(By Timi Soleye)
“In Nigeria only one in four has access to the grid, and of those that do only a small minority have supplies of electricity for more than a few hours a day. “Epileptic” power outages are characteristic of a sector starved of investment: First as a state-owned monopoly and now, following privatisation, from poorly conceived price controls and private regional distribution monopolies that have scared away necessary capital, impeded competition and discouraged new entrants to the market“.
NIGERIA is the greenest populous country in the world, but it is so entirely by accident. We fuel a population north of 170 million — the seventh largest in the world — on an available installed grid electricity generation capacity of fewer than 6GW.
In the context of Barack Obama’s initiative recently with his inaugural Africa Leaders Summit and the lofty promises of the “Power Africa” initiative it seems worth pointing out that the problems with the development of Nigerian power generation and distribution are basic economics, and internal failures of local policy.
Not only does Nigeria lag massively behind the African average (shocking when you consider that Nigeria is Africa’s largest economy by GDP) our grid capacity per capita rounds, on a one decimal point basis, to zero. In fact, the average Nigerian, who uses 136KWH per year, consumes just three per cent of the power of the average South African, five per cent of the average Chinese citizen and, under a quarter of the average Indian. We have an installed capacity that is a fraction of the per capita mean of the other “BRICS” and “MINT” countries that Nigeria loves to compare itself to.
Let it not be too bold to say that Nigeria is bad at generating and distributing electricity.
In Nigeria only one in four has access to the grid, and of those that do only a small minority have supplies of electricity for more than a few hours a day. “Epileptic” power outages are characteristic of a sector starved of investment: First as a state-owned monopoly and now, following privatisation, from poorly conceived price controls and private regional distribution monopolies that have scared away necessary capital, impeded competition and discouraged new entrants to the market.
The government projects an increase in available installed grid capacity to 10GW by the end of 2014 — already woefully inadequate in the context of present demand — but this will doubtless be a dismal over-estimation. This lack of electricity is constraining our economy and inhibiting growth. It seems that Nigeria will continue to do the world’s climate a favour for at least a decade to come.
In September 2013, President Goodluck Jonathan handed over control of 15 state-owned electricity companies to new private owners. It was hoped that the move would encourage essential investment, but in reality it has been a fiasco.
The newly established Nigerian Bulk Electricity Trading Plc (NBET) is now the sole purchaser of power from the national grid. It would seem its only purpose is to obstruct development in the power sector. The NBET fixes the price at which power is sold and the internal rate of return (IRR) for power projects. As a result greenfield generation projects struggle to get off the ground as they battle through a regulatory nightmare, sometimes for many years, before construction can even begin.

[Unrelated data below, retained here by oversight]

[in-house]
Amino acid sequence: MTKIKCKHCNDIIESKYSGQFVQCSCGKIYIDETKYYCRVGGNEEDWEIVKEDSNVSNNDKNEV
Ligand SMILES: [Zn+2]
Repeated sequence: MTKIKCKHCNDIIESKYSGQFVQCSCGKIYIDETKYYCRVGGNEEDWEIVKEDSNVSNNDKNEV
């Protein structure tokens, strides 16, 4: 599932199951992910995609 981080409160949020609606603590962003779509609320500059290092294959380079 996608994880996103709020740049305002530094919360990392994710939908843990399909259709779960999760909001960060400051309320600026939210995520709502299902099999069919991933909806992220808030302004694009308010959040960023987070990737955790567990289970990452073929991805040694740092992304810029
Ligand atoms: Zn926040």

If we baked bread like we generate power then we’d starve.
Think about it like this: At present a baker, confident that his bread will have to compete on price and quality, determines how and when he will set up a bakery based on his projection of supply, demand, his costs and his product’s quality and differentiation. However, if all the bread in the country was required to be bought by a government ministry through contracts negotiated before bakeries could even commence construction, and not through a flexible and responsive market exchange, it would not just have an effect on the sale of bread but on the rate at which bakeries were built.
After all, when the ministry determines what it will pay for bread based on assumptions on how much profit each particular baker will make, the wages the baker proposes to pay his workers, as well as the projected cost of flour and butter, until accord can be reached on these costs not a single foundation will be dug. As a result the population continues to suffer from limited supply and choice.
Further, in Nigeria there is a severe misunderstanding of the essential role that financiers play in development. No banks will let the developer of a power project draw down on the funds to start building until an iron-clad purchase arrangement is in place. Nor will a banker or financier give the gas producer a loan to develop gas fields or the downstream gas supplier capital to build additional pipelines in order to supply fuel to the prospective power plant until the banker is sure that the power plant is actually being built.
This means that in Nigeria the majority of electricity is generated by expensive small private diesel and petrol generators, and if a household cannot afford a generator they go without. Ironically, then fixing the price and profitability of power does not just create shortfalls in supply but, in aggregate, results in some of the most expensive electricity in the world; which most Nigerian’s can scarcely afford.
We ignore market forces at our peril. The only regulation in the power sector should be based on the interests of safety and protecting the environment. These are the only regulations we can afford.
• Soleye is the President of Aratro, an energy, chemicals and agriculture consultancy.
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